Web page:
Bulb and clove formation is dependent on several factors, including exposure to a period of cold, changing day length, soil temperature, planting date, local weather/climate.
If the bulbs were fully mature when harvested, it might be, if you live in a warm climate, that the seed garlic may not have had enough cold exposure (about 32 to 40 degrees F for several months). Cold encourages bulb/clove formation. If you live in an area where temperatures do not get below about 40 degrees F, you can place the seed garlic in a porous bag in the refrigerator for about 6 to 8 weeks before planting them.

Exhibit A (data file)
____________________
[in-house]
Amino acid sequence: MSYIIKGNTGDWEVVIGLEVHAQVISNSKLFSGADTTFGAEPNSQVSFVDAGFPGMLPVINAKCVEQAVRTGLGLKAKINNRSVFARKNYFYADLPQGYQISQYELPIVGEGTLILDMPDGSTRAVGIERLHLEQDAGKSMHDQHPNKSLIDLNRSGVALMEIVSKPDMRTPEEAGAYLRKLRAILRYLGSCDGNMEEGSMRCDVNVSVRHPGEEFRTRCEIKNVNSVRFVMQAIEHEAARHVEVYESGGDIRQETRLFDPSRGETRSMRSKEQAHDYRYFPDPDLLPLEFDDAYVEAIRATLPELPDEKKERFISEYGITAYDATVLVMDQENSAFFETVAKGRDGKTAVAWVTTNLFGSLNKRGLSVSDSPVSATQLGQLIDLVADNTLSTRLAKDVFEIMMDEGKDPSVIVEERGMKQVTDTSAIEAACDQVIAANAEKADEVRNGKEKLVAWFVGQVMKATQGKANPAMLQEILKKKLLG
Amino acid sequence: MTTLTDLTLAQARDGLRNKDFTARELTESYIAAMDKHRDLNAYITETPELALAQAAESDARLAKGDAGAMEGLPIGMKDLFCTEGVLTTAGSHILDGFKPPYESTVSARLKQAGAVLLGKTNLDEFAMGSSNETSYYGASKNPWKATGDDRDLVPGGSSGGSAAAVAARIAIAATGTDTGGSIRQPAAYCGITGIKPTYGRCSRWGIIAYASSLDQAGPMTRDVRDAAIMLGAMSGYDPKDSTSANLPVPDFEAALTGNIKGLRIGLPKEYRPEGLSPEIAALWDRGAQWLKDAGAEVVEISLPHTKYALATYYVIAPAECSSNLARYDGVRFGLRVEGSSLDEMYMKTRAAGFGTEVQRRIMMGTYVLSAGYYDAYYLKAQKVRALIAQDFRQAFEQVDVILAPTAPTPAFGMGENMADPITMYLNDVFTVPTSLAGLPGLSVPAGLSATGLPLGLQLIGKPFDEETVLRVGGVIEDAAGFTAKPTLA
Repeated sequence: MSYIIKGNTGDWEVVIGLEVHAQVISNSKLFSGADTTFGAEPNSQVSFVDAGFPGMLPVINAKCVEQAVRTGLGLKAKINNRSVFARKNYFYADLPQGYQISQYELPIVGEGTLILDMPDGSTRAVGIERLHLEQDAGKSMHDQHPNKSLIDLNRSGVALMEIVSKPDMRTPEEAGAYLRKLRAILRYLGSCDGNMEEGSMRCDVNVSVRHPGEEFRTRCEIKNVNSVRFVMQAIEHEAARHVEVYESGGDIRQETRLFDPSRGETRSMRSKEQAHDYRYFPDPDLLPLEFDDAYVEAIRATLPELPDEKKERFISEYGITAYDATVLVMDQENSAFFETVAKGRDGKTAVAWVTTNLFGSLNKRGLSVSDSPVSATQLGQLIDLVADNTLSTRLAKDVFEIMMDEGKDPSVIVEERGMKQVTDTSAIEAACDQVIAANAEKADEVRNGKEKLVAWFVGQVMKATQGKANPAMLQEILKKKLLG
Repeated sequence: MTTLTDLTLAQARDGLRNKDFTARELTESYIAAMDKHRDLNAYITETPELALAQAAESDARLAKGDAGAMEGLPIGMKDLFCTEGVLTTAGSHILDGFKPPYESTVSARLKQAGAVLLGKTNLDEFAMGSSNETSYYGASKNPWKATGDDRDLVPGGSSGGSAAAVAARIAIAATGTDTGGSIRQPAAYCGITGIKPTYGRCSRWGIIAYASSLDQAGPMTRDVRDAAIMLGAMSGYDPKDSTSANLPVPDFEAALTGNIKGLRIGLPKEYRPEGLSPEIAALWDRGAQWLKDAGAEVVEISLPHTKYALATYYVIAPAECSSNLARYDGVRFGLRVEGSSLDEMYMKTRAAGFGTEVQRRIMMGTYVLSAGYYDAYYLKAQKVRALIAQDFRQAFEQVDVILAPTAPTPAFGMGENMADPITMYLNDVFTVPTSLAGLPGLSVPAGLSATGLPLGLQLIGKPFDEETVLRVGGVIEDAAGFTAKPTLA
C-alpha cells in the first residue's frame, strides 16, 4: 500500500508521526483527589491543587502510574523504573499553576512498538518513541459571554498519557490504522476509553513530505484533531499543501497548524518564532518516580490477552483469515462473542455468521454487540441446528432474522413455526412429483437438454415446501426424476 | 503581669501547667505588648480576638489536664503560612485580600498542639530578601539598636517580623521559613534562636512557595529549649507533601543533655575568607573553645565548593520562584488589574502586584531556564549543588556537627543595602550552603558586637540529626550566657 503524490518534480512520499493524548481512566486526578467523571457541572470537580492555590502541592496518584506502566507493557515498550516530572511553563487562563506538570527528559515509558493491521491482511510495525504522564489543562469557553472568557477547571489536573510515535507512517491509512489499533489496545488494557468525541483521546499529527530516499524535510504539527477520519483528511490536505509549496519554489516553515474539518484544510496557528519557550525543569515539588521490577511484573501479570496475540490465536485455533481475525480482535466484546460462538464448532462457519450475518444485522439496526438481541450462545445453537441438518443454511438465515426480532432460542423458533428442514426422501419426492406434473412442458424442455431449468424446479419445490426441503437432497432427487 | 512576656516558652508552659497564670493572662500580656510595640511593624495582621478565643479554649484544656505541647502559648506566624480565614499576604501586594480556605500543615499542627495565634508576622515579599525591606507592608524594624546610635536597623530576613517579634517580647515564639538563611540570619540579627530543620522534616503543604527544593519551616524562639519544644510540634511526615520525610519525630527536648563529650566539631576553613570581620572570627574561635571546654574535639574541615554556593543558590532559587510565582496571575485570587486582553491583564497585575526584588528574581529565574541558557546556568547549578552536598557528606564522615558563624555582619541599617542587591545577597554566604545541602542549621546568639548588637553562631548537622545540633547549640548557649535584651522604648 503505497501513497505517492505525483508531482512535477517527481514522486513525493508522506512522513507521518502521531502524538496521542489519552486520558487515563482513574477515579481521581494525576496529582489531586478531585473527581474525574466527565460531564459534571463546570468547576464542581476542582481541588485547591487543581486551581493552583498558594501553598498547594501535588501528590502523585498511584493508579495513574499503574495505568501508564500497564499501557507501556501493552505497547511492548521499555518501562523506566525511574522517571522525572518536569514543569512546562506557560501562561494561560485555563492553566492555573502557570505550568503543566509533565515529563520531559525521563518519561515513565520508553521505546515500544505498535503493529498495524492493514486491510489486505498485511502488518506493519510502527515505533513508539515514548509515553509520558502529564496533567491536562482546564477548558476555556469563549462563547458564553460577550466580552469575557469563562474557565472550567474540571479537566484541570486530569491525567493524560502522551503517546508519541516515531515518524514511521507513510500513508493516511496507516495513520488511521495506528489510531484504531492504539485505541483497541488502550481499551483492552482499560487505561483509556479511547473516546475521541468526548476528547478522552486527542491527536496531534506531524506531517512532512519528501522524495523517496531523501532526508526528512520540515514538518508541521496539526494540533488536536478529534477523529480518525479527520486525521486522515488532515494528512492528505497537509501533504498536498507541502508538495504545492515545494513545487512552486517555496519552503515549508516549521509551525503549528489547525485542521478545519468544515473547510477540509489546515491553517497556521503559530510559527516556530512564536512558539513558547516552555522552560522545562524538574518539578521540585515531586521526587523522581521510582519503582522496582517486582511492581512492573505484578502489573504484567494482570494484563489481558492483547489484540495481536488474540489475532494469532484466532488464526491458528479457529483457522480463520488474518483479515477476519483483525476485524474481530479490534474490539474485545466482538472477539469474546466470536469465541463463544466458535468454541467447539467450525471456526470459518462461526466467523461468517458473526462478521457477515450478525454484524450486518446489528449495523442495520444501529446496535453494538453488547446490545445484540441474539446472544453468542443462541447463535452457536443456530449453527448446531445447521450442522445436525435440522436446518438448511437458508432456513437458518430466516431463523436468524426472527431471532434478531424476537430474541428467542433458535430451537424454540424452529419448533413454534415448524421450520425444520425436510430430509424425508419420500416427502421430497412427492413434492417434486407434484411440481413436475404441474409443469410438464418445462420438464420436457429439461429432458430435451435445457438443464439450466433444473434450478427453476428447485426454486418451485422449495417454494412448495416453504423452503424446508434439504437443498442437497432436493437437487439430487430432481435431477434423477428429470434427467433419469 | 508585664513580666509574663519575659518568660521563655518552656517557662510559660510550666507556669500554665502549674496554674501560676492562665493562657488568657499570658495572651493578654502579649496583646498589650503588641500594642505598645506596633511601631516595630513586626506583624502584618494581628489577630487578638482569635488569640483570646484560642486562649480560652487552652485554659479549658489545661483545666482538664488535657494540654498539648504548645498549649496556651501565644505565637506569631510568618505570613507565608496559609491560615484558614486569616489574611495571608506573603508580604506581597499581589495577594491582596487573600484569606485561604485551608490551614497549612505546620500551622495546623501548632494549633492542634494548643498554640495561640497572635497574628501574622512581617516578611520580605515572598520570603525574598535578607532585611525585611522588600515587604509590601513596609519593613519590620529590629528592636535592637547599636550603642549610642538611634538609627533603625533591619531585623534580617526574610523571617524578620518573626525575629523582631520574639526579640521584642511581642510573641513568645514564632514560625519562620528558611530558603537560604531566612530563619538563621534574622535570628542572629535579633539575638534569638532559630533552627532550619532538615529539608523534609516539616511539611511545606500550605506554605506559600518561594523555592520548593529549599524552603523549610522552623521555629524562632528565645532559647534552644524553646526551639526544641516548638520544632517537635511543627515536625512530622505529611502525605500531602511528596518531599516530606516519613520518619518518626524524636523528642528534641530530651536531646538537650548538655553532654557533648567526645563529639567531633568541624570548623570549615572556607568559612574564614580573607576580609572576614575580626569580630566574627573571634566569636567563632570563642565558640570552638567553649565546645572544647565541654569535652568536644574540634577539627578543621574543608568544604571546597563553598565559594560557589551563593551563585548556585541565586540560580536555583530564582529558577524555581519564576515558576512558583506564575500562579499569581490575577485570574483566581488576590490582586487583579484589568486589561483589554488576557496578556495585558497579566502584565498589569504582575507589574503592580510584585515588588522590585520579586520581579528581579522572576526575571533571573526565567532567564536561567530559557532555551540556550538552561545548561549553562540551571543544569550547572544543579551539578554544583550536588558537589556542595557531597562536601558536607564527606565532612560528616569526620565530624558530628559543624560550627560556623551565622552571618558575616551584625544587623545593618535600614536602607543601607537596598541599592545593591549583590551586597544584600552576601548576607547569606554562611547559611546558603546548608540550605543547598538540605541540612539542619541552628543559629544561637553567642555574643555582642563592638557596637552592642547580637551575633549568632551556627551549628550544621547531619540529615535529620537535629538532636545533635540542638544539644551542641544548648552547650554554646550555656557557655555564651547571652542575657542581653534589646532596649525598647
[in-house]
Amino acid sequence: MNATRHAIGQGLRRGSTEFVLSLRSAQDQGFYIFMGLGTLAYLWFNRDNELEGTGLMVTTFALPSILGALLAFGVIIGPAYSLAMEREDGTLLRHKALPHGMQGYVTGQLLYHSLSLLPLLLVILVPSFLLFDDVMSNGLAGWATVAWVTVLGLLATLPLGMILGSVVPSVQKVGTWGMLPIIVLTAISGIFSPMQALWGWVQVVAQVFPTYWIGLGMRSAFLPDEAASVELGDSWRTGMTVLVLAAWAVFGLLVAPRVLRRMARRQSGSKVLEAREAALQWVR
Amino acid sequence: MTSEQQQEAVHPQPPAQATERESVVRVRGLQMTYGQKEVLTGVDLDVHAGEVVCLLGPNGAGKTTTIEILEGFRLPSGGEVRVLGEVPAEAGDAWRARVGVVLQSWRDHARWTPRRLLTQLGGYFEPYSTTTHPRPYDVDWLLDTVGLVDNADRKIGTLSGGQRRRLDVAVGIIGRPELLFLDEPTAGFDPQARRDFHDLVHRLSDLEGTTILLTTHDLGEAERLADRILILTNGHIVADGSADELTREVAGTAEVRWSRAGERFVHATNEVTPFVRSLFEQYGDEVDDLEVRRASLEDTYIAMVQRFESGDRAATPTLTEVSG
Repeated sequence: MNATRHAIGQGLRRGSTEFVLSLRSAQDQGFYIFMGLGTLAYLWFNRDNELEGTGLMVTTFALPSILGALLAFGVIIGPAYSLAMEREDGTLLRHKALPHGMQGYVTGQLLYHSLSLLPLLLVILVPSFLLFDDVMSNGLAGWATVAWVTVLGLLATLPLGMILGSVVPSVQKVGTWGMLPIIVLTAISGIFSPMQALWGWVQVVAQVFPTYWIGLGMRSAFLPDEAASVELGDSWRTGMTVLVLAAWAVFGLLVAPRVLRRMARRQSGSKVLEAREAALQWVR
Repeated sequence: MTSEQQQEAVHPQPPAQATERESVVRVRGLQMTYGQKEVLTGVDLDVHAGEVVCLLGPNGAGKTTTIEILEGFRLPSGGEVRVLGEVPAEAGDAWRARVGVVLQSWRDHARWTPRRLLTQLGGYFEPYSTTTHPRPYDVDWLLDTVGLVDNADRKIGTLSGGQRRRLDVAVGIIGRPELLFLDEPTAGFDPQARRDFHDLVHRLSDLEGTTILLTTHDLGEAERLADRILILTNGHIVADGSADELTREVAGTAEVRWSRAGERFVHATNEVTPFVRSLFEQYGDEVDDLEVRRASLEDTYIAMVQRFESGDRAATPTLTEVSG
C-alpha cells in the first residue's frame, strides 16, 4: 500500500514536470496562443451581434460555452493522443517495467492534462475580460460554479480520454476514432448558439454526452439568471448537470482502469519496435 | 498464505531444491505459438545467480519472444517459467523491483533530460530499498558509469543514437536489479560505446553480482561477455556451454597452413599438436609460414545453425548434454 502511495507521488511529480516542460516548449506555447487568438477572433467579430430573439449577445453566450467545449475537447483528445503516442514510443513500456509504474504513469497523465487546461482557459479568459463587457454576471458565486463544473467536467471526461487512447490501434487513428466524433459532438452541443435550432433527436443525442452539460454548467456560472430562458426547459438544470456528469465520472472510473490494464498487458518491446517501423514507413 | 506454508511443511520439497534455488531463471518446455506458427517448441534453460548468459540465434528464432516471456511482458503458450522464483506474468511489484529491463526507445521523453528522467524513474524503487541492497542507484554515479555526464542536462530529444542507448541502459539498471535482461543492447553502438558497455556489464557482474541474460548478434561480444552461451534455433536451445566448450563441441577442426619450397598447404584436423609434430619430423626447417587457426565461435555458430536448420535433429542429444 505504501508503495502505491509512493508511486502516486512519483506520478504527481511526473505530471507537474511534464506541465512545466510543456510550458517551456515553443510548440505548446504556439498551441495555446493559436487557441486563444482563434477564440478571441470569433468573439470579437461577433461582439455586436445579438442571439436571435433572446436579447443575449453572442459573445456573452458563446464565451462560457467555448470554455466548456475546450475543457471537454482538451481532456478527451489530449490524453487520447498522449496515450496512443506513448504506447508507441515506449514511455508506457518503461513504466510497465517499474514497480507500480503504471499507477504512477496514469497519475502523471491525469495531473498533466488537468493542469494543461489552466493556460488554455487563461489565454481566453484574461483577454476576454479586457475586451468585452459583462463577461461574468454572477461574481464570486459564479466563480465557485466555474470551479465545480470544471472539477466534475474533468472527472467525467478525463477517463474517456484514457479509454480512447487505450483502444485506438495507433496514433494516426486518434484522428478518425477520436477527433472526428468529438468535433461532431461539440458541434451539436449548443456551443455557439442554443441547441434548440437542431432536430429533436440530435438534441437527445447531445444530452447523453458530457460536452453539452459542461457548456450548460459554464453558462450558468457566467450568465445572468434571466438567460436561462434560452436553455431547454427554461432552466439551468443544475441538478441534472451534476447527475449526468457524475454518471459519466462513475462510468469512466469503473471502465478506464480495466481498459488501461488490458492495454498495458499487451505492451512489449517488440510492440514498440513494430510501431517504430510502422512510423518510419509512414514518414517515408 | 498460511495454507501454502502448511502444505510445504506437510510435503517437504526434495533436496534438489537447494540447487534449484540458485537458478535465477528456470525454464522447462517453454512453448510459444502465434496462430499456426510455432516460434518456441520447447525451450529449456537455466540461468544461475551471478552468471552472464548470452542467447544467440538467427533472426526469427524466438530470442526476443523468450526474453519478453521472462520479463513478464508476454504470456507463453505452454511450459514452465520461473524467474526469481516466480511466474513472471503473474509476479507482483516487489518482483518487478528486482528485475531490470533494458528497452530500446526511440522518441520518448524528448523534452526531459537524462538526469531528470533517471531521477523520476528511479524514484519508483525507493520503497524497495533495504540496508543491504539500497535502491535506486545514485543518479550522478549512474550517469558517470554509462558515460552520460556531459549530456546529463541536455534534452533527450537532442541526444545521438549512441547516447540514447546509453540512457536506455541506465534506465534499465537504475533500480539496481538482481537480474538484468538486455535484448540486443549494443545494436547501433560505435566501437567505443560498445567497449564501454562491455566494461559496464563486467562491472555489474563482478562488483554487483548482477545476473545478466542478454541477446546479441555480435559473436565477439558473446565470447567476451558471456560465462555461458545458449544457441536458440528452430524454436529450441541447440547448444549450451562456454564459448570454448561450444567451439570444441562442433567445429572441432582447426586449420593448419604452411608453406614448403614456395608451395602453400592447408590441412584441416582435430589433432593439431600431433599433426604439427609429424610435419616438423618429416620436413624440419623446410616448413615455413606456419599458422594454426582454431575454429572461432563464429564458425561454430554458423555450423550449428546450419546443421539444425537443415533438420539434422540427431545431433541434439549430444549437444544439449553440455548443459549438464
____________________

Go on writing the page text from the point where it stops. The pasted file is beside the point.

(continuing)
After exposure to cold temperatures (called vernalization), bulb formation is further induced by increasing day length and soil temperatures above 60 degrees F.
You might ask your county's Cooperative Extension for the types of garlic that do well in your area. (Softneck types are usually better for southern gardens.) For contact information, see: http://www.almanac.com/content/cooperative-extension-services
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